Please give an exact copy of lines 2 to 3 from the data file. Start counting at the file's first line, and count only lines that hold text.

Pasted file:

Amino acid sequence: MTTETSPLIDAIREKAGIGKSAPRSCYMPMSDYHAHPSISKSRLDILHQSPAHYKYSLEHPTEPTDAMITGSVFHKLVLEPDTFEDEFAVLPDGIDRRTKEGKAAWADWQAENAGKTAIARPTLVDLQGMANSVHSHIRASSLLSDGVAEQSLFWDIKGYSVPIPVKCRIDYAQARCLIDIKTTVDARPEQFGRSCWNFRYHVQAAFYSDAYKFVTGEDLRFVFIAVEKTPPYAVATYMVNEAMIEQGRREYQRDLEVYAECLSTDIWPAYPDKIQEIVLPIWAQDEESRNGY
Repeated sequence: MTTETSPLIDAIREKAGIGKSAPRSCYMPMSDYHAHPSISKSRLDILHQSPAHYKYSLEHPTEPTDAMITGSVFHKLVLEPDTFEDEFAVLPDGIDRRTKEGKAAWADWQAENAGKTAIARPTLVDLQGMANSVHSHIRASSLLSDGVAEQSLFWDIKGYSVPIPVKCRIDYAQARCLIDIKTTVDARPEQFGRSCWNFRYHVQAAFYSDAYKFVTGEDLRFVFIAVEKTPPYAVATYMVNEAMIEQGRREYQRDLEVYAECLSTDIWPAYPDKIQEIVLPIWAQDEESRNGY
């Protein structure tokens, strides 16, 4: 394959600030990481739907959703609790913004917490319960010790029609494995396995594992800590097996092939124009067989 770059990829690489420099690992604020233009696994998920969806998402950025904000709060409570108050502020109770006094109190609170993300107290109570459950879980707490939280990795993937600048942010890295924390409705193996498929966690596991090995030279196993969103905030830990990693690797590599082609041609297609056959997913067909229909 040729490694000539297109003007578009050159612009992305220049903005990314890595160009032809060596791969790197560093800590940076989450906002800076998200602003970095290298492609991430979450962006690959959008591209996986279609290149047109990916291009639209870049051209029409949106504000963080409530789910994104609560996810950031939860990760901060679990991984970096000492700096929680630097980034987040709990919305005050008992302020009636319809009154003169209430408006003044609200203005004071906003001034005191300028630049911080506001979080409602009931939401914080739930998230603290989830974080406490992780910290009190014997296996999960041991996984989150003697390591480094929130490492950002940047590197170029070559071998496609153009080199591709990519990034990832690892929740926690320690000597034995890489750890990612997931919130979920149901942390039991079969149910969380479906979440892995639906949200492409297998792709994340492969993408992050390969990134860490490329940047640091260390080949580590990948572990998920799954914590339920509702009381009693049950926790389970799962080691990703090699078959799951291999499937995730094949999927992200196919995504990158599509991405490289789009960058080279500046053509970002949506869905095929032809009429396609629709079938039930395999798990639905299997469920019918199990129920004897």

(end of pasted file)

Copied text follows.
Repeated sequence: MTTETSPLIDAIREKAGIGKSAPRSCYMPMSDYHAHPSISKSRLDILHQSPAHYKYSLEHPTEPTDAMITGSVFHKLVLEPDTFEDEFAVLPDGIDRRTKEGKAAWADWQAENAGKTAIARPTLVDLQGMANSVHSHIRASSLLSDGVAEQSLFWDIKGYSVPIPVKCRIDYAQARCLIDIKTTVDARPEQFGRSCWNFRYHVQAAFYSDAYKFVTGEDLRFVFIAVEKTPPYAVATYMVNEAMIEQGRREYQRDLEVYAECLSTDIWPAYPDKIQEIVLPIWAQDEESRNGY
């Protein structure tokens, strides 16, 4: 394959600030990481739907959703609790913004917490319960010790029609494995396995594992800590097996092939124009067989 770059990829690489420099690992604020233009696994998920969806998402950025904000709060409570108050502020109770006094109190609170993300107290109570459950879980707490939280990795993937600048942010890295924390409705193996498929966690596991090995030279196993969103905030830990990693690797590599082609041609297609056959997913067909229909 040729490694000539297109003007578009050159612009992305220049903005990314890595160009032809060596791969790197560093800590940076989450906002800076998200602003970095290298492609991430979450962006690959959008591209996986279609290149047109990916291009639209870049051209029409949106504000963080409530789910994104609560996810950031939860990760901060679990991984970096000492700096929680630097980034987040709990919305005050008992302020009636319809009154003169209430408006003044609200203005004071906003001034005191300028630049911080506001979080409602009931939401914080739930998230603290989830974080406490992780910290009190014997296996999960041991996984989150003697390591480094929130490492950002940047590197170029070559071998496609153009080199591709990519990034990832690892929740926690320690000597034995890489750890990612997931919130979920149901942390039991079969149910969380479906979440892995639906949200492409297998792709994340492969993408992050390969990134860490490329940047640091260390080949580590990948572990998920799954914590339920509702009381009693049950926790389970799962080691990703090699078959799951291999499937995730094949999927992200196919995504990158599509991405490289789009960058080279500046053509970002949506869905095929032809009429396609629709079938039930395999798990639905299997469920019918199990129920004897």